Thanks Pedinska, and agreed, there are forces besides fear at work here. A lot of establishment people, not just in the DOD etc but throughout the government and media, have a lot to lose if the last eight years is ever closely examined. Obama is cognizant of those forces of opposition, I'm sure. Plus my sense is that he really doesn't think what matters before matters anymore. An illogical and mistaken view, as Glen has persuasively argued many times, but I think Obama subscribes to it.

Pamela, I didn't mean to imply that fear is the only thing at work here, though certainly I think it's one of the primary factors. Also I don't blame the Cheney's et al, exactly; they're just doing what is natural to their character. I do blame politicians who don't have the cajones to stand up to them.

Democrats control DC and the media? Can't agree on that one, though even if they did, they would still be afraid. They're Democrats, after all.

Michael, yes, my mileage definitely does vary. I think citizens are wise to try to hold the politicians to their promises. They are our representatives, after all, accountable to the people. Unless you subscribe to the GWB theory of accountability being expressed only every four years through an election, I don't know why you would argue that we shouldn't press them to govern as they promised to govern.

And I have to say, I don't understand how living in DC would provide a reasonable foundation for an opinion on this topic. Isn't that like residency in LA providing a foundation for an opinion on movie-making, or playing a doctor on TV qualifying someone for surgery? Apologies if I'm misunderstanding, but it sounds like that was what you meant.


Anonymous said...

GM - why do you think Former 0311 is *afraid* of gays, women and smart people. Specifically?


Anonymous said...

No matter how healthy a man's morals may be when he enters the White House, he comes out again with a pot-marked soul.

--Mark Twain

Rene said...

While the government was protecting us from terrorists and trying to find one guy in a cave somewhere in Pakistan, they:

1) neglected their responsibilities in protecting the economy through their 'nudge nudge wink wink' enforcement of securities laws and not having any for the shadow banking system (e.g. credit default swaps, etc.).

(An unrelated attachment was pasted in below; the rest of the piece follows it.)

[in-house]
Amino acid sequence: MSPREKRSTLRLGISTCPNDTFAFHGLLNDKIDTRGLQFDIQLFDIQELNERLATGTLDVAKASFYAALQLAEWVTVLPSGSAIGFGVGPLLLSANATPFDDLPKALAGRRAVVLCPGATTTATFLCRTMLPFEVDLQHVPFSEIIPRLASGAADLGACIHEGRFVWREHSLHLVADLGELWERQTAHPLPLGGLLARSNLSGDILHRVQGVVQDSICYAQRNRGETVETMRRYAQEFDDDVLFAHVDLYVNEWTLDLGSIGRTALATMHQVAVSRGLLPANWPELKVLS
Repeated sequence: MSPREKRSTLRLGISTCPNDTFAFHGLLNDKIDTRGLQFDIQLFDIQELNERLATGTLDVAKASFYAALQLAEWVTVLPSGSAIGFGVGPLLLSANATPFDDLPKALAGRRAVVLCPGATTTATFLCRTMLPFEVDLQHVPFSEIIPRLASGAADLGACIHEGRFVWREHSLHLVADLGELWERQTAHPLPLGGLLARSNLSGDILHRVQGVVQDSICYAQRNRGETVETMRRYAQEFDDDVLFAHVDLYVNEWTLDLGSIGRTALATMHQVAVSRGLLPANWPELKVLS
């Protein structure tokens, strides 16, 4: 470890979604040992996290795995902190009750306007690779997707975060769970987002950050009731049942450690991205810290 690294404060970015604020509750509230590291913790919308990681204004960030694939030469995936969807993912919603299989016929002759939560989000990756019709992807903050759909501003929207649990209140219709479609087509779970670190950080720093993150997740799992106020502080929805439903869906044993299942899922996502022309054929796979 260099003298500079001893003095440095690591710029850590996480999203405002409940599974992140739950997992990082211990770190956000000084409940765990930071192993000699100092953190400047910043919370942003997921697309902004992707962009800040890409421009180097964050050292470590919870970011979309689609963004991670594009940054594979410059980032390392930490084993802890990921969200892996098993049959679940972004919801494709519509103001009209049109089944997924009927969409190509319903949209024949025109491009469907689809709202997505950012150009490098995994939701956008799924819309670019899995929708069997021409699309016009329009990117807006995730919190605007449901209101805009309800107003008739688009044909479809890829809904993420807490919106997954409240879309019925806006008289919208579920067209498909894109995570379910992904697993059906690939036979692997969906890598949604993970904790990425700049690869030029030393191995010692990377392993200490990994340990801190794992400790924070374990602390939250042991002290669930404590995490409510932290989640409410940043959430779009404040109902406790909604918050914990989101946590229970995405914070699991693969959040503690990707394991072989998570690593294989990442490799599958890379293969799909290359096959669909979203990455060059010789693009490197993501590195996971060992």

2) letting car companies dictate energy policy by relying exclusively on one kind of fuel. The Ford Model T could run on ethanol, gasoline or a mixture of both.

3) did nothing to increase energy independence even though they know oil money is being used to finance terrorism. Four 2MW (mega-watt) sodium-sulfur (NaS) batteries are used by Hitachi, Ltd.’s Automotive Systems Group to store electricity at night when rates are lower for use during the day. Ford Motor pioneered the battery in the 1960s to power early-model electric cars. Is Ford using them to save money on electricity costs for their auto plants? Nope. GM? Chrysler? Nope. The excuse they used that wind farms were not being built because there was no way to store the energy produced was a lie. The NaS batteries have been commercially available since 2000.


Ignorant and neglectful would be more accurate terms to describe politicians than Democrat or Republican.

Ideologues make lousy leaders.

Anonymous said...

Hi all,

Some interesting arguments. I'm from the UK (originally) and so am finding the British news on 'accountable' politicians very interesting these days.

While I agree that it would be impossible for a world leader to do all they would like to do; indeed, do all they say they would do, nonetheless we have to hold them to task for their promises when they fail to deliver. If we, the people, don't keep them keen, who will (other than the comedians)?

I have great respect for Obama - indeed, I think he offers America its greatest hope in many, many years. But like Tony Blair, I think he has made some mistakes that will come back to haunt him.

Terrorism and how we deal with it is a difficult subject. Not quite the episodes of 24 that we might wish it to be.


Diesen said...

First off, please give Obama some more time in which to express himself. So what if people want to feel 100% safe from terrorists and expect the government to make it so? They also want to feel 100% safe from illness, homelessness, unemployment, inability to afford college, unwanted pregnancy, hate speech, dangerous gewgaws,--any number of things, and they expect the government to make it so, no matter how many generations of future Americans (if there are such things) are chained to the debt we created to keep ourselves 100% safe from every frigging threat known to man. At this time the government x-ray machine is pointed at possible terrorists, but it will be pointed in a more palatable direction soon. And don't think GWB is home free. The moment Obama's approval ratings start to slide, he'll save himself by referring back to the "remember how awful Bush was" play book. Don't worry; be happy.

Barry Eisler said...

Salome, could you identify the topic sentence in your comment (or the one you intended to put in the comment, but didn't), and then rewrite the comment accordingly?